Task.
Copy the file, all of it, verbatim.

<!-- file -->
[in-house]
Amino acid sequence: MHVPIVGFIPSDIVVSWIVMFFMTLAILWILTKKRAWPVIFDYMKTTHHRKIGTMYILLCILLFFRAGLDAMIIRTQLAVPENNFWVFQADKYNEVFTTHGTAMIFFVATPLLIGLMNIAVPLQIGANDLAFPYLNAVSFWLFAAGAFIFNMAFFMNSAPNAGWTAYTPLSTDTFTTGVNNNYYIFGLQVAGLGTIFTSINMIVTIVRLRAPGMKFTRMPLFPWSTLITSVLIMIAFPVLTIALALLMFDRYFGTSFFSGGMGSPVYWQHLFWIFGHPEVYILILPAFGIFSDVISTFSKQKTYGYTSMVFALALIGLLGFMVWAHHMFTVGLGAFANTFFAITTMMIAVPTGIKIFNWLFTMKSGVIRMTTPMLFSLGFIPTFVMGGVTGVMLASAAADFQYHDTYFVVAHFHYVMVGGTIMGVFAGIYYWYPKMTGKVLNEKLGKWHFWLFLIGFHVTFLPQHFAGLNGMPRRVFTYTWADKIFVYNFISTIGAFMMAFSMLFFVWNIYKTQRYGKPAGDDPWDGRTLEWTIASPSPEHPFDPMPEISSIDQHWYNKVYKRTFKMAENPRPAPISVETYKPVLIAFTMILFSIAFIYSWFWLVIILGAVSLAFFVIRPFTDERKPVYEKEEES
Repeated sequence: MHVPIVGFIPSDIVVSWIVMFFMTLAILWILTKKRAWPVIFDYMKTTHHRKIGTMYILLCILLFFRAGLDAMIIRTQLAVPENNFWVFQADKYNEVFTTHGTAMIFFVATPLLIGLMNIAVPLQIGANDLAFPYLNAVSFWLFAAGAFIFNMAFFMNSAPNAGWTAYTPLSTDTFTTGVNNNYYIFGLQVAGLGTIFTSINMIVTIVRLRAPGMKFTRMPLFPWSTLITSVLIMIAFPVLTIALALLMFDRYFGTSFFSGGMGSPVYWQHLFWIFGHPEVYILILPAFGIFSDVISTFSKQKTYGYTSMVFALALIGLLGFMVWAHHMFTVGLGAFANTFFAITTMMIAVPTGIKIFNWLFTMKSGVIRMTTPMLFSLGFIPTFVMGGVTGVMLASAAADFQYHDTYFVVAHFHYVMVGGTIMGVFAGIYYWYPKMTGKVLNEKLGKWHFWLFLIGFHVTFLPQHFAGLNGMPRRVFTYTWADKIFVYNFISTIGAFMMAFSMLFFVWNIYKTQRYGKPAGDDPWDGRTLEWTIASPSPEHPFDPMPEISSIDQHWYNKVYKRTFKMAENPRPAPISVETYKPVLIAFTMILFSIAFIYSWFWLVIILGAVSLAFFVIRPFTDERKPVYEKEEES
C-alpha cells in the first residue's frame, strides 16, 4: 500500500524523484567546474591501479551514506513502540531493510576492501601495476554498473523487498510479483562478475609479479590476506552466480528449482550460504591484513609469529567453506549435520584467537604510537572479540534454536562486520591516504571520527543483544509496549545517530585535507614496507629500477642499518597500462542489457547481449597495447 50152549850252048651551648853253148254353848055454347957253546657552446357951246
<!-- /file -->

[in-house]
Amino acid sequence: MHVPIVGFIPSDIVVSWIVMFFMTLAILWILTKKRAWPVIFDYMKTTHHRKIGTMYILLCILLFFRAGLDAMIIRTQLAVPENNFWVFQADKYNEVFTTHGTAMIFFVATPLLIGLMNIAVPLQIGANDLAFPYLNAVSFWLFAAGAFIFNMAFFMNSAPNAGWTAYTPLSTDTFTTGVNNNYYIFGLQVAGLGTIFTSINMIVTIVRLRAPGMKFTRMPLFPWSTLITSVLIMIAFPVLTIALALLMFDRYFGTSFFSGGMGSPVYWQHLFWIFGHPEVYILILPAFGIFSDVISTFSKQKTYGYTSMVFALALIGLLGFMVWAHHMFTVGLGAFANTFFAITTMMIAVPTGIKIFNWLFTMKSGVIRMTTPMLFSLGFIPTFVMGGVTGVMLASAAADFQYHDTYFVVAHFHYVMVGGTIMGVFAGIYYWYPKMTGKVLNEKLGKWHFWLFLIGFHVTFLPQHFAGLNGMPRRVFTYTWADKIFVYNFISTIGAFMMAFSMLFFVWNIYKTQRYGKPAGDDPWDGRTLEWTIASPSPEHPFDPMPEISSIDQHWYNKVYKRTFKMAENPRPAPISVETYKPVLIAFTMILFSIAFIYSWFWLVIILGAVSLAFFVIRPFTDERKPVYEKEEES
Repeated sequence: MHVPIVGFIPSDIVVSWIVMFFMTLAILWILTKKRAWPVIFDYMKTTHHRKIGTMYILLCILLFFRAGLDAMIIRTQLAVPENNFWVFQADKYNEVFTTHGTAMIFFVATPLLIGLMNIAVPLQIGANDLAFPYLNAVSFWLFAAGAFIFNMAFFMNSAPNAGWTAYTPLSTDTFTTGVNNNYYIFGLQVAGLGTIFTSINMIVTIVRLRAPGMKFTRMPLFPWSTLITSVLIMIAFPVLTIALALLMFDRYFGTSFFSGGMGSPVYWQHLFWIFGHPEVYILILPAFGIFSDVISTFSKQKTYGYTSMVFALALIGLLGFMVWAHHMFTVGLGAFANTFFAITTMMIAVPTGIKIFNWLFTMKSGVIRMTTPMLFSLGFIPTFVMGGVTGVMLASAAADFQYHDTYFVVAHFHYVMVGGTIMGVFAGIYYWYPKMTGKVLNEKLGKWHFWLFLIGFHVTFLPQHFAGLNGMPRRVFTYTWADKIFVYNFISTIGAFMMAFSMLFFVWNIYKTQRYGKPAGDDPWDGRTLEWTIASPSPEHPFDPMPEISSIDQHWYNKVYKRTFKMAENPRPAPISVETYKPVLIAFTMILFSIAFIYSWFWLVIILGAVSLAFFVIRPFTDERKPVYEKEEES
C-alpha cells in the first residue's frame, strides 16, 4: 500500500524523484567546474591501479551514506513502540531493510576492501601495476554498473523487498510479483562478475609479479590476506552466480528449482550460504591484513609469529567453506549435520584467537604510537572479540534454536562486520591516504571520527543483544509496549545517530585535507614496507629500477642499518597500462542489457547481449597495447 50152549850252048651551648853253148254353848055454347957253546657552446357951246